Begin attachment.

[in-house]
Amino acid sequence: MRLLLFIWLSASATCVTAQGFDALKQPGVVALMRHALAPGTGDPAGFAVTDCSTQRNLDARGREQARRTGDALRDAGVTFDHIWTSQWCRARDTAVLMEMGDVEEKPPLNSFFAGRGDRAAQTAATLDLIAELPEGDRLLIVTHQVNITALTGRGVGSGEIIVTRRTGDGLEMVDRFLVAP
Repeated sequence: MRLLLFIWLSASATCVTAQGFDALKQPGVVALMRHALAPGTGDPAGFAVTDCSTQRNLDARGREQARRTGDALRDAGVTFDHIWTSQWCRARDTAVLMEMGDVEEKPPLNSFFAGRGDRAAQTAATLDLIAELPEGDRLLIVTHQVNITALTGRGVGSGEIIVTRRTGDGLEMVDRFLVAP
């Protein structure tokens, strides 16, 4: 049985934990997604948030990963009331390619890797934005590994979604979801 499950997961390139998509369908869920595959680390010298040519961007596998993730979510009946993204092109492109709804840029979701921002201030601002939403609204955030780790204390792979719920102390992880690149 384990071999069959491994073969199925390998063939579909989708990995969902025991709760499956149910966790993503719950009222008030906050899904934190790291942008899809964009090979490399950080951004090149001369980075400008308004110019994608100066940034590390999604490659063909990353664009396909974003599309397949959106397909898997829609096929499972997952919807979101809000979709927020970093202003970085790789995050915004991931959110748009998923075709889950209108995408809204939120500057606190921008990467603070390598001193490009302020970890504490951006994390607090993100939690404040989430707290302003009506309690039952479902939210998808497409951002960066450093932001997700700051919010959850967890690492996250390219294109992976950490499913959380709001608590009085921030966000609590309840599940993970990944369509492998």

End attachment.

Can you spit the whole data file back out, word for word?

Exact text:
[in-house]
Amino acid sequence: MRLLLFIWLSASATCVTAQGFDALKQPGVVALMRHALAPGTGDPAGFAVTDCSTQRNLDARGREQARRTGDALRDAGVTFDHIWTSQWCRARDTAVLMEMGDVEEKPPLNSFFAGRGDRAAQTAATLDLIAELPEGDRLLIVTHQVNITALTGRGVGSGEIIVTRRTGDGLEMVDRFLVAP
Repeated sequence: MRLLLFIWLSASATCVTAQGFDALKQPGVVALMRHALAPGTGDPAGFAVTDCSTQRNLDARGREQARRTGDALRDAGVTFDHIWTSQWCRARDTAVLMEMGDVEEKPPLNSFFAGRGDRAAQTAATLDLIAELPEGDRLLIVTHQVNITALTGRGVGSGEIIVTRRTGDGLEMVDRFLVAP
């Protein structure tokens, strides 16, 4: 049985934990997604948030990963009331390619890797934005590994979604979801 499950997961390139998509369908869920595959680390010298040519961007596998993730979510009946993204092109492109709804840029979701921002201030601002939403609204955030780790204390792979719920102390992880690149 384990071999069959491994073969199925390998063939579909989708990995969902025991709760499956149910966790993503719950009222008030906050899904934190790291942008899809964009090979490399950080951004090149001369980075400008308004110019994608100066940034590390999604490659063909990353664009396909974003599309397949959106397909898997829609096929499972997952919807979101809000979709927020970093202003970085790789995050915004991931959110748009998923075709889950209108995408809204939120500057606190921008990467603070390598001193490009302020970890504490951006994390607090993100939690404040989430707290302003009506309690039952479902939210998808497409951002960066450093932001997700700051919010959850967890690492996250390219294109992976950490499913959380709001608590009085921030966000609590309840599940993970990944369509492998």